Trying spinal manipulation

NOT trying spinal manipulation

Leaning toward
Undecided
Leaning toward

What else do you need to make your decision?

Check the facts

1.

Do most people with low back pain get better with home treatment?

  • YesThat's right. For most people, home treatments—such as ice, moist heat, pain relievers, and mild exercise—relieve low back pain within 4 to 6 weeks.
  • NoNo, that's wrong. For most people, home treatments—such as ice, moist heat, pain relievers, and mild exercise—relieve low back pain within 4 to 6 weeks.
  • I'm not sureIt may help to go back and read "Compare your options." Research shows that for most people, home treatments—such as ice, moist heat, pain relievers, and mild exercise—relieve low back pain within 4 to 6 weeks.
2.

Is spinal manipulation a back pain treatment that works for everyone?

  • YesSorry, that's wrong. This treatment works for some people but not others.
  • NoCorrect. This treatment works for some people but not others.
  • I'm not sureIt may help to go back and read "Key points to remember." This treatment doesn't work for everyone.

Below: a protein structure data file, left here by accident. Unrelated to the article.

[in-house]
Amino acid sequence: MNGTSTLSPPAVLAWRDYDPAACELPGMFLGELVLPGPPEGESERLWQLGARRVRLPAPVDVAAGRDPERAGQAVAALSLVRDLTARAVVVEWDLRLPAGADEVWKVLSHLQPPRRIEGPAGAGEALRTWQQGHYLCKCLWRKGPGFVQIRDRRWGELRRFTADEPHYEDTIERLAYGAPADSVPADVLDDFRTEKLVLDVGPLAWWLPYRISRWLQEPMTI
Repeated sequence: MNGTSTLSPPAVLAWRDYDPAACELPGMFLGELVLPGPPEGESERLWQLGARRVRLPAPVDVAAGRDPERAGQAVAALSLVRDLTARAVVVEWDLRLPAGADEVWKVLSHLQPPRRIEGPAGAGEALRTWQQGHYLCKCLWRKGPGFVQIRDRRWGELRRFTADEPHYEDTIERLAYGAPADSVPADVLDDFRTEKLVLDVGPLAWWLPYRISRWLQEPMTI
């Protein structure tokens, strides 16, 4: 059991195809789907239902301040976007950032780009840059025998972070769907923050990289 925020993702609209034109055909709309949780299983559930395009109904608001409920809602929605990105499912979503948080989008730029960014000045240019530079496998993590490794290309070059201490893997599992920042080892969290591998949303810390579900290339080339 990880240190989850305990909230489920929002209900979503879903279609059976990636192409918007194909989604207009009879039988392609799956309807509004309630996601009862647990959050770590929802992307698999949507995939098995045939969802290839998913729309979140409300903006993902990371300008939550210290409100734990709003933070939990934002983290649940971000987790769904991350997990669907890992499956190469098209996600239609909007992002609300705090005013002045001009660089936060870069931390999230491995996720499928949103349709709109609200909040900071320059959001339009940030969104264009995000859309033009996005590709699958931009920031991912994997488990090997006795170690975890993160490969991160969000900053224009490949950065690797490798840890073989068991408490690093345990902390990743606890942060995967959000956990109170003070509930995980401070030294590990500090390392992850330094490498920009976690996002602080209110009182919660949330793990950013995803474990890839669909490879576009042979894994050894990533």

3.

Should you stop treatment right away if a spinal manipulation makes your pain worse or causes new pain in your legs or anywhere else?

  • YesYou're right. Sharp pain or low back pain with leg pain or numbness can be signs of a serious condition that needs medical treatment right away.
  • NoSorry, but the right answer is "yes." Sharp pain or low back pain with leg pain or numbness can be signs of a serious condition that needs medical treatment right away.
  • I'm not sureIt may help to go back and read "What are the risks of spinal manipulation?" Sharp pain or low back pain with leg pain or numbness can be signs of a serious condition that needs medical treatment right away.

Decide what's next

1.

Do you understand the options available to you?

2.

Are you clear about which benefits and side effects matter most to you?

3.

Do you have enough support and advice from others to make a choice?

Certainty

1.

How sure do you feel right now about your decision?

Not sure at all
Somewhat sure
Very sure
3.

Use the following space to list questions, concerns, and next steps.

Your Summary

Here's a record of your answers. You can use it to talk with your doctor or loved ones about your decision.

Your decision

Next steps

Which way you're leaning

How sure you are

Your comments

Your knowledge of the facts

Key concepts that you understood

Key concepts that may need review

Getting ready to act

Patient choices

Credits and References

Credits
CreditsHealthwise Staff
Primary Medical ReviewerWilliam H. Blahd, Jr., MD, FACEP - Emergency Medicine
Specialist Medical ReviewerRobert B. Keller, MD - Orthopedics

References
Citations
  1. McIntosh G, Hall H (2011). Low back pain (acute), search date December 2009. Online version of BMJ Clinical Evidence: http://www.clinicalevidence.com.
  2. Chou R (2010). Low back pain (chronic), search date April 2009. Online version of BMJ Clinical Evidence: http://www.clinicalevidence.com.